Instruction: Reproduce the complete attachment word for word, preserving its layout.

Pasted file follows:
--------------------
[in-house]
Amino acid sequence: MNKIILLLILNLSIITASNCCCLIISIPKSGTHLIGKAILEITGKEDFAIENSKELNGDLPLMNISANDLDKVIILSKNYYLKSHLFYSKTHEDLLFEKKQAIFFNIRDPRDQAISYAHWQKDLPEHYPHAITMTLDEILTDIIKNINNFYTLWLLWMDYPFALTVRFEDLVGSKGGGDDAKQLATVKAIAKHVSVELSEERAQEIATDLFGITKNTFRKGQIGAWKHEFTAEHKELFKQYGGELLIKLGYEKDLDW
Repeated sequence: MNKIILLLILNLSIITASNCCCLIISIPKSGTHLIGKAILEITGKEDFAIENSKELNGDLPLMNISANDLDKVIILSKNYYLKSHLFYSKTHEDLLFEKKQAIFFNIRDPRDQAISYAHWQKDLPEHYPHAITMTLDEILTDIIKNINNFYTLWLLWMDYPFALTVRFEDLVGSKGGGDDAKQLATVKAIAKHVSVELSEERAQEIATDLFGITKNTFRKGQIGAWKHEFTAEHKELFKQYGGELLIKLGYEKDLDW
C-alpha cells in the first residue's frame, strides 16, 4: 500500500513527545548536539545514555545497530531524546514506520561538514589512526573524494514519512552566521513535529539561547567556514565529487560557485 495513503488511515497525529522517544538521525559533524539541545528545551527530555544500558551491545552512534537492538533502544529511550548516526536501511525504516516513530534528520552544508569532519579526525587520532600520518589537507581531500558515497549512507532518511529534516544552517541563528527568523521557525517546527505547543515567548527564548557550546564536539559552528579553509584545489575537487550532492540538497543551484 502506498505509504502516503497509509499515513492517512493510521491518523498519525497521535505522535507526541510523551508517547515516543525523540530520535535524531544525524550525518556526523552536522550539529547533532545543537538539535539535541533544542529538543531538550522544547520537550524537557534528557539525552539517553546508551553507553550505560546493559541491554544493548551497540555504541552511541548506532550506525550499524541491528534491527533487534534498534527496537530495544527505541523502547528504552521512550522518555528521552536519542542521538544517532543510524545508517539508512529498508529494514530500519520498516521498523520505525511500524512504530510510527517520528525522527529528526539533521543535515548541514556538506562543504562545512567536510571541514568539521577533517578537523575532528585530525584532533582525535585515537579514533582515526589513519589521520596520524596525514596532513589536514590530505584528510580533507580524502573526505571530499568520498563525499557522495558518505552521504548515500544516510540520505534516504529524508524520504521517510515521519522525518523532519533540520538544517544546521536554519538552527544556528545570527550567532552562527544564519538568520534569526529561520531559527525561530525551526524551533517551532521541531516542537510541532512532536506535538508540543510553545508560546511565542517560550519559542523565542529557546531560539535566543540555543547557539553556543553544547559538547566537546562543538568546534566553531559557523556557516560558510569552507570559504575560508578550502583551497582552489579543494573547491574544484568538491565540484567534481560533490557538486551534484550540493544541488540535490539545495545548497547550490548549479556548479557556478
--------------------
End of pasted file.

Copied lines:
[in-house]
Amino acid sequence: MNKIILLLILNLSIITASNCCCLIISIPKSGTHLIGKAILEITGKEDFAIENSKELNGDLPLMNISANDLDKVIILSKNYYLKSHLFYSKTHEDLLFEKKQAIFFNIRDPRDQAISYAHWQKDLPEHYPHAITMTLDEILTDIIKNINNFYTLWLLWMDYPFALTVRFEDLVGSKGGGDDAKQLATVKAIAKHVSVELSEERAQEIATDLFGITKNTFRKGQIGAWKHEFTAEHKELFKQYGGELLIKLGYEKDLDW
Repeated sequence: MNKIILLLILNLSIITASNCCCLIISIPKSGTHLIGKAILEITGKEDFAIENSKELNGDLPLMNISANDLDKVIILSKNYYLKSHLFYSKTHEDLLFEKKQAIFFNIRDPRDQAISYAHWQKDLPEHYPHAITMTLDEILTDIIKNINNFYTLWLLWMDYPFALTVRFEDLVGSKGGGDDAKQLATVKAIAKHVSVELSEERAQEIATDLFGITKNTFRKGQIGAWKHEFTAEHKELFKQYGGELLIKLGYEKDLDW
C-alpha cells in the first residue's frame, strides 16, 4: 500500500513527545548536539545514555545497530531524546514506520561538514589512526573524494514519512552566521513535529539561547567556514565529487560557485 495513503488511515497525529522517544538521525559533524539541545528545551527530555544500558551491545552512534537492538533502544529511550548516526536501511525504516516513530534528520552544508569532519579526525587520532600520518589537507581531500558515497549512507532518511529534516544552517541563528527568523521557525517546527505547543515567548527564548557550546564536539559552528579553509584545489575537487550532492540538497543551484 502506498505509504502516503497509509499515513492517512493510521491518523498519525497521535505522535507526541510523551508517547515516543525523540530520535535524531544525524550525518556526523552536522550539529547533532545543537538539535539535541533544542529538543531538550522544547520537550524537557534528557539525552539517553546508551553507553550505560546493559541491554544493548551497540555504541552511541548506532550506525550499524541491528534491527533487534534498534527496537530495544527505541523502547528504552521512550522518555528521552536519542542521538544517532543510524545508517539508512529498508529494514530500519520498516521498523520505525511500524512504530510510527517520528525522527529528526539533521543535515548541514556538506562543504562545512567536510571541514568539521577533517578537523575532528585530525584532533582525535585515537579514533582515526589513519589521520596520524596525514596532513589536514590530505584528510580533507580524502573526505571530499568520498563525499557522495558518505552521504548515500544516510540520505534516504529524508524520504521517510515521519522525518523532519533540520538544517544546521536554519538552527544556528545570527550567532552562527544564519538568520534569526529561520531559527525561530525551526524551533517551532521541531516542537510541532512532536506535538508540543510553545508560546511565542517560550519559542523565542529557546531560539535566543540555543547557539553556543553544547559538547566537546562543538568546534566553531559557523556557516560558510569552507570559504575560508578550502583551497582552489579543494573547491574544484568538491565540484567534481560533490557538486551534484550540493544541488540535490539545495545548497547550490548549479556548479557556478